Data Governance, the CDO and Business Leaders
"We have a lot of interesting discussions as to what CDOs are supposed to do. Just one comment [I have] is [that] data governance is specifically owned by the business," said Mark Ramsey, CDO of GlaxoSmithKline (GSK) and senior vice president of GSK's research division, in a panel discussion titled Dynamics between the CDO and the CIO: The Case of a Major Pharmaceutical Company. "That's not a CDO responsibility that I have."
Ramsey justified his organization's take on the matter by comparing data governance to information security. While both areas necessarily involve the CDO's participation and input, Ramsey argued that neither is the CDO's direct responsibility.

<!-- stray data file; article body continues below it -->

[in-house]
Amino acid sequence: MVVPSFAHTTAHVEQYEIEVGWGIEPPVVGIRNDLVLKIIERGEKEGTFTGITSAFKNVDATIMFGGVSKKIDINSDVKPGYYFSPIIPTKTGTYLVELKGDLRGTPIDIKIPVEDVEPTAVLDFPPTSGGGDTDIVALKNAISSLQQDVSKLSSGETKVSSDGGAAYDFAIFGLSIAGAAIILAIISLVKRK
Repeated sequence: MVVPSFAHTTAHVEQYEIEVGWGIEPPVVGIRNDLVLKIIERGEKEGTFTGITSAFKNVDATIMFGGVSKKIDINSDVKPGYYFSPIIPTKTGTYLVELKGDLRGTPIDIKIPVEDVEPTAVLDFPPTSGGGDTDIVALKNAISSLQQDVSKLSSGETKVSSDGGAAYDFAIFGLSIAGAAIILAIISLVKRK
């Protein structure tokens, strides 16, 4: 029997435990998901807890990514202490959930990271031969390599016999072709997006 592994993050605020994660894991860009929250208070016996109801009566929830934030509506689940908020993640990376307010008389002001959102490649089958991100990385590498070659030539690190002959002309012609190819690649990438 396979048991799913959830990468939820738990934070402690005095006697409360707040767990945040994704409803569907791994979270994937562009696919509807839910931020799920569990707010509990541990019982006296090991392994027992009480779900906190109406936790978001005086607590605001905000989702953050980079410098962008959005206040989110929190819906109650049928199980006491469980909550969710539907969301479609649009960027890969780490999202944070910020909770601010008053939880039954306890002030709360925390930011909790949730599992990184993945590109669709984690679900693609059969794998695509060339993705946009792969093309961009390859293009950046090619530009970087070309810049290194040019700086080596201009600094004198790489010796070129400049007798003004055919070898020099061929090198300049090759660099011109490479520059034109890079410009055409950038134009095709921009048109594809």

"The business owns data governance. That's not some 'nobody wants it so give it to Mikey' kind of thing," Ramsey said. "I participate in that but I don't own it, and I don't want to own it because that's something the business needs to deal with."
Business leaders may struggle with the responsibility for data governance, Ramsey said.
"The business owns the data, and we [as CDOs] are [merely] custodians as it passes through -- and that ownership comes with it making sure the [data] quality is at a certain level," he said. "There's gonna be a lot of pain [put] back on the business owners because they've gotten away with doing some things in the past that aren't going to be acceptable as we move forward. It's going back to the folks who created the data -- so it's 'Wait a minute. If I just do it right, I don't get all these questions; I don't get the overhead.'"